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Taking the Positives

Taking the Positives

It struck us as Billy Dardis spoke to his Bearing Point colleagues as part of a recent Tackle Your Feelings webinar, that the Irish Sevens captain has never actually met any of his co-workers. Having joined the firm in June last year, Dardis has been retained beyond the requirements set out by his MSc in Management Consultancy course but all communication throughout that time has been virtual.

Despite speaking at length about the importance of being in tune with people and understanding their triggers, Dardis remains at a remove from the Bearing Point office. Nevertheless, the company has been suitably impressed by his application to his role within the People & Strategy unit.

“I was just saying on a call the other day that I’d love to get into the building and really get stuck in,” Dardis begins. “It’s nice to know they have been pleased with what I’ve done but I think I could also bring so much more in terms of sharing what I’ve picked up through rugby or just by having people feed off my energy and willingness to get involved.  

“Anything I’ve done up to this has been quite personable in nature,” he notes. “It seems mad but what strikes me on our videocalls is that I have no idea of the height or posture of the person I’m talking to! Those physical things and their engagement on a personal level can tell you a lot about someone and what makes them tick.”

By now, Dardis is quite accustomed to the restraints brought about by Covid-19. More than most Irish sports, the Sevens game has been dealt numerous body blows by the global pandemic. Following several months of frustration and uncertainty, Dardis was accepting of the decisions that had finally been taken to cancel the remainder of the World Series and postpone the Olympic Games.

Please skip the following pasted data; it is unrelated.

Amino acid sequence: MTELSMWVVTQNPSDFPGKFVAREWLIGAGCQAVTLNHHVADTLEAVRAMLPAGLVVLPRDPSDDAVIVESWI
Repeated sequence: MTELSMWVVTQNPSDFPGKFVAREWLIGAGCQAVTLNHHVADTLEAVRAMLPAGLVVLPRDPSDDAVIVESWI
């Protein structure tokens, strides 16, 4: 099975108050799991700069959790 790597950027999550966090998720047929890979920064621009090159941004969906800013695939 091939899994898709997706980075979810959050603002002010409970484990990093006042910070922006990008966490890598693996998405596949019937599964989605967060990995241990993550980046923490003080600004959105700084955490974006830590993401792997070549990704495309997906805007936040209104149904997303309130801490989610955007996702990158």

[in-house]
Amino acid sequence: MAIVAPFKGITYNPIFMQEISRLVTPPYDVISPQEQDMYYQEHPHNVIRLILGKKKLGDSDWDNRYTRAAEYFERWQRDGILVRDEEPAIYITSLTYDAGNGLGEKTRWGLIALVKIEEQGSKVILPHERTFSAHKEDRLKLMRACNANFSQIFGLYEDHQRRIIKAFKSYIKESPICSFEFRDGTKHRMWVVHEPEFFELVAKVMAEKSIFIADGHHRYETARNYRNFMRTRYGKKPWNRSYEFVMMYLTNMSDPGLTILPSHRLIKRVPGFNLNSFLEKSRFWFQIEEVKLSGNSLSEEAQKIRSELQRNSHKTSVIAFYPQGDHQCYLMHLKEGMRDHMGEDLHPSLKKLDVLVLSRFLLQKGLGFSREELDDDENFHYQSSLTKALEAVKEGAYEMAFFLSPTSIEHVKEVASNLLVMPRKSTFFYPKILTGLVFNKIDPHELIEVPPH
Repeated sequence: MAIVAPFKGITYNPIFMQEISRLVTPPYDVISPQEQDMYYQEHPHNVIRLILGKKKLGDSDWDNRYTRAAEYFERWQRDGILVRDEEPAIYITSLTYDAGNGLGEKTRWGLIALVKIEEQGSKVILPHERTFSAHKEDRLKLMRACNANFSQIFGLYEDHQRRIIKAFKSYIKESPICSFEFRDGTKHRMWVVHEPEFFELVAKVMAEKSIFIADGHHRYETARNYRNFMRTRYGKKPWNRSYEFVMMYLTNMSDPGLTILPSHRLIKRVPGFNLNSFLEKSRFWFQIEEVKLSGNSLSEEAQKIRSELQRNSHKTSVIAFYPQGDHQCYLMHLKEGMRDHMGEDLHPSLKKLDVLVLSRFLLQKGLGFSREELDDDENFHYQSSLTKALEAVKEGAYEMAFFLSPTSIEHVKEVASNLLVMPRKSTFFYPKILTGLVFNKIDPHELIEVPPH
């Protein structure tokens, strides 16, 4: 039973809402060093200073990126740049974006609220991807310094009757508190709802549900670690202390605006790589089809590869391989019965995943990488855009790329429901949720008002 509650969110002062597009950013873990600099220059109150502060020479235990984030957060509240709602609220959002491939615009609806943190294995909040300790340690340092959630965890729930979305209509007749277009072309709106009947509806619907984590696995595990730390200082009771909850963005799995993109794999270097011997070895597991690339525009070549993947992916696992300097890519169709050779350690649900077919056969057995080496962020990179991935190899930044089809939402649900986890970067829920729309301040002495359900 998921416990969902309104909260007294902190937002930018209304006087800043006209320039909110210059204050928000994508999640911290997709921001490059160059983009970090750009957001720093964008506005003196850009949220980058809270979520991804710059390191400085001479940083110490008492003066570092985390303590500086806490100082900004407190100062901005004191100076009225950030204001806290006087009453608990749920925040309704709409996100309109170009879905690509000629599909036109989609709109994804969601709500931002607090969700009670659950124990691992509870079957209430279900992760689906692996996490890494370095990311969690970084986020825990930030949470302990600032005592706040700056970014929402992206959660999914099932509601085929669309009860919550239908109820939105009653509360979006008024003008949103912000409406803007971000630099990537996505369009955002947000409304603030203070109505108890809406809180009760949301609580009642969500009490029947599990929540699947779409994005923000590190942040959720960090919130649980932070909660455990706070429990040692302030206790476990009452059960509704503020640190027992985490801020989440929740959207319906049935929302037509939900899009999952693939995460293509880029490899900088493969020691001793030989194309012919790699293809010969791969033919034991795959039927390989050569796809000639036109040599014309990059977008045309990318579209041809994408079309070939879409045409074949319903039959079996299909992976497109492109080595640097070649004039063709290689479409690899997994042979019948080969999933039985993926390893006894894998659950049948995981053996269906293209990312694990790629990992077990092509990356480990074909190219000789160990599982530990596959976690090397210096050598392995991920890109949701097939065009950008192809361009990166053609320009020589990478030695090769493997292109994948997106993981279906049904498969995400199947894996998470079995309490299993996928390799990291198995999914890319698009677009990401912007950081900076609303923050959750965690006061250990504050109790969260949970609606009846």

Though it hasn’t been a seamless acquiescence, Dardis has sought to take positives out of the situation and encourages others to do the same. He points out that he has been able to spend more time with his girlfriend and his family, while he has also learned to prioritise his own wellbeing by grounding himself through yoga and meditation or by simply taking walks in the Kildare countryside.

On the business end meanwhile, doors have been opened through the diversion of his energies. When it emerged that the rugby calendar was being cut short, Dardis contacted his course co-ordinator at UCD Smurfit School who advised that he should consider an early placement and thereby free his calendar next summer to concentrate on Tokyo. Bearing Point were happy to oblige.

“I wouldn’t call myself a go-getter,” Dardis points out, “but I’ve learned that if you don’t ask, you won’t get. It has worked in my favour because working with Bearing Point has allowed me to keep my head in the here and now. There is still a huge amount of uncertainty in terms of Sevens so I’ve learned not to look too far ahead in those terms anymore.

“I’m trying to stay fresh so I’ve flipped it a bit and am seeing my rugby as a hobby for the moment – a chance to get away from my work and study. I’m not dwelling on the cancellations and instead I’m seeing it as a massive opportunity to get stuff done and have my ducks in a row before the inevitable end to my playing career comes to pass.”

While Dardis has been familiarising himself with the working world, his former teammates have been earning plaudits with their performances for Ireland in the rescheduled Six Nations fixtures and subsequent Autumn Nations Cup. Will Connors, Hugo Keenan and Shane Daly have all seen Test action in recent months and will hope to see more in the Six Nations over the coming weeks.